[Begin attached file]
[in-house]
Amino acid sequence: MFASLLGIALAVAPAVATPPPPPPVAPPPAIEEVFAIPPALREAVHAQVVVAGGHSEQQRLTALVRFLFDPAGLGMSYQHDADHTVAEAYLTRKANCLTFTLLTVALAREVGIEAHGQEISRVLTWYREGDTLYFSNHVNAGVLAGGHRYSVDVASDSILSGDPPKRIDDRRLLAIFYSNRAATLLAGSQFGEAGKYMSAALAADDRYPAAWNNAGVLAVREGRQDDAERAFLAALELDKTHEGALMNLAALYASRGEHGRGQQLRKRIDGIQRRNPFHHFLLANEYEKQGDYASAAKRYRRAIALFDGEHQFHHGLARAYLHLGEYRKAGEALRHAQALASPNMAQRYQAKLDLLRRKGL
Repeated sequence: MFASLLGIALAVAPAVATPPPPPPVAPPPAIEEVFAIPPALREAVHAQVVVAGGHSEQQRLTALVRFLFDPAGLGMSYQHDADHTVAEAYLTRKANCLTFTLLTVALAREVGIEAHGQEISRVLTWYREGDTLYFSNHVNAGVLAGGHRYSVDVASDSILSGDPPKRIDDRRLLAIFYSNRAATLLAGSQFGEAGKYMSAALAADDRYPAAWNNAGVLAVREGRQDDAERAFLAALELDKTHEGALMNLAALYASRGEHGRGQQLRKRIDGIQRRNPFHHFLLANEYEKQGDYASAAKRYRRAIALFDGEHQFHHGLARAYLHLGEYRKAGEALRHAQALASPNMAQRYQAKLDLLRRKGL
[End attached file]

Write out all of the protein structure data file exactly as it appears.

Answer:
[in-house]
Amino acid sequence: MFASLLGIALAVAPAVATPPPPPPVAPPPAIEEVFAIPPALREAVHAQVVVAGGHSEQQRLTALVRFLFDPAGLGMSYQHDADHTVAEAYLTRKANCLTFTLLTVALAREVGIEAHGQEISRVLTWYREGDTLYFSNHVNAGVLAGGHRYSVDVASDSILSGDPPKRIDDRRLLAIFYSNRAATLLAGSQFGEAGKYMSAALAADDRYPAAWNNAGVLAVREGRQDDAERAFLAALELDKTHEGALMNLAALYASRGEHGRGQQLRKRIDGIQRRNPFHHFLLANEYEKQGDYASAAKRYRRAIALFDGEHQFHHGLARAYLHLGEYRKAGEALRHAQALASPNMAQRYQAKLDLLRRKGL
Repeated sequence: MFASLLGIALAVAPAVATPPPPPPVAPPPAIEEVFAIPPALREAVHAQVVVAGGHSEQQRLTALVRFLFDPAGLGMSYQHDADHTVAEAYLTRKANCLTFTLLTVALAREVGIEAHGQEISRVLTWYREGDTLYFSNHVNAGVLAGGHRYSVDVASDSILSGDPPKRIDDRRLLAIFYSNRAATLLAGSQFGEAGKYMSAALAADDRYPAAWNNAGVLAVREGRQDDAERAFLAALELDKTHEGALMNLAALYASRGEHGRGQQLRKRIDGIQRRNPFHHFLLANEYEKQGDYASAAKRYRRAIALFDGEHQFHHGLARAYLHLGEYRKAGEALRHAQALASPNMAQRYQAKLDLLRRKGL